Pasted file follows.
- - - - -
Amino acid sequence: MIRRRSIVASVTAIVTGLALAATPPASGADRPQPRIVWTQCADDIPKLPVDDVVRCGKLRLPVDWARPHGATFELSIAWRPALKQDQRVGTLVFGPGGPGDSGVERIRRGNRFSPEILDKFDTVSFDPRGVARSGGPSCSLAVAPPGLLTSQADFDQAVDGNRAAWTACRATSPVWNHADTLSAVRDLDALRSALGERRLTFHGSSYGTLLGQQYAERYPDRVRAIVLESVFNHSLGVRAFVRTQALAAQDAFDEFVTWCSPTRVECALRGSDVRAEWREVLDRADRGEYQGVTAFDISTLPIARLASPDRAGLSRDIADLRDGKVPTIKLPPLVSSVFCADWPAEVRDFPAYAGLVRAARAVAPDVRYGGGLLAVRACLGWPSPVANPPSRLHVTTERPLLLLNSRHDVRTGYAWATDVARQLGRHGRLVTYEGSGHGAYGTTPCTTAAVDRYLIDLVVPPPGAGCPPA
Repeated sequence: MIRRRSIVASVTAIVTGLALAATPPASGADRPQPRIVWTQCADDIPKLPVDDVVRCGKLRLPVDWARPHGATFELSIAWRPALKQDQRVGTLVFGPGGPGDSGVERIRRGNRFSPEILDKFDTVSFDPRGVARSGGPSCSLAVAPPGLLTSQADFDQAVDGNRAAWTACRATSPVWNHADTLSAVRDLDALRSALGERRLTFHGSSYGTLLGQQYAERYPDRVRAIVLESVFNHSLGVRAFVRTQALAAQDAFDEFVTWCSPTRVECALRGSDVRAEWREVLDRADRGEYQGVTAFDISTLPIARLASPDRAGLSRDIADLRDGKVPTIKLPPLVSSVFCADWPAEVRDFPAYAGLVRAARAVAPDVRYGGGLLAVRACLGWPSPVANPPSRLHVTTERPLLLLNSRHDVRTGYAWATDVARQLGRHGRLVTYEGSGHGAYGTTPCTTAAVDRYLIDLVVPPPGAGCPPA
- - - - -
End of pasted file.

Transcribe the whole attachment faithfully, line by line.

Amino acid sequence: MIRRRSIVASVTAIVTGLALAATPPASGADRPQPRIVWTQCADDIPKLPVDDVVRCGKLRLPVDWARPHGATFELSIAWRPALKQDQRVGTLVFGPGGPGDSGVERIRRGNRFSPEILDKFDTVSFDPRGVARSGGPSCSLAVAPPGLLTSQADFDQAVDGNRAAWTACRATSPVWNHADTLSAVRDLDALRSALGERRLTFHGSSYGTLLGQQYAERYPDRVRAIVLESVFNHSLGVRAFVRTQALAAQDAFDEFVTWCSPTRVECALRGSDVRAEWREVLDRADRGEYQGVTAFDISTLPIARLASPDRAGLSRDIADLRDGKVPTIKLPPLVSSVFCADWPAEVRDFPAYAGLVRAARAVAPDVRYGGGLLAVRACLGWPSPVANPPSRLHVTTERPLLLLNSRHDVRTGYAWATDVARQLGRHGRLVTYEGSGHGAYGTTPCTTAAVDRYLIDLVVPPPGAGCPPA
Repeated sequence: MIRRRSIVASVTAIVTGLALAATPPASGADRPQPRIVWTQCADDIPKLPVDDVVRCGKLRLPVDWARPHGATFELSIAWRPALKQDQRVGTLVFGPGGPGDSGVERIRRGNRFSPEILDKFDTVSFDPRGVARSGGPSCSLAVAPPGLLTSQADFDQAVDGNRAAWTACRATSPVWNHADTLSAVRDLDALRSALGERRLTFHGSSYGTLLGQQYAERYPDRVRAIVLESVFNHSLGVRAFVRTQALAAQDAFDEFVTWCSPTRVECALRGSDVRAEWREVLDRADRGEYQGVTAFDISTLPIARLASPDRAGLSRDIADLRDGKVPTIKLPPLVSSVFCADWPAEVRDFPAYAGLVRAARAVAPDVRYGGGLLAVRACLGWPSPVANPPSRLHVTTERPLLLLNSRHDVRTGYAWATDVARQLGRHGRLVTYEGSGHGAYGTTPCTTAAVDRYLIDLVVPPPGAGCPPA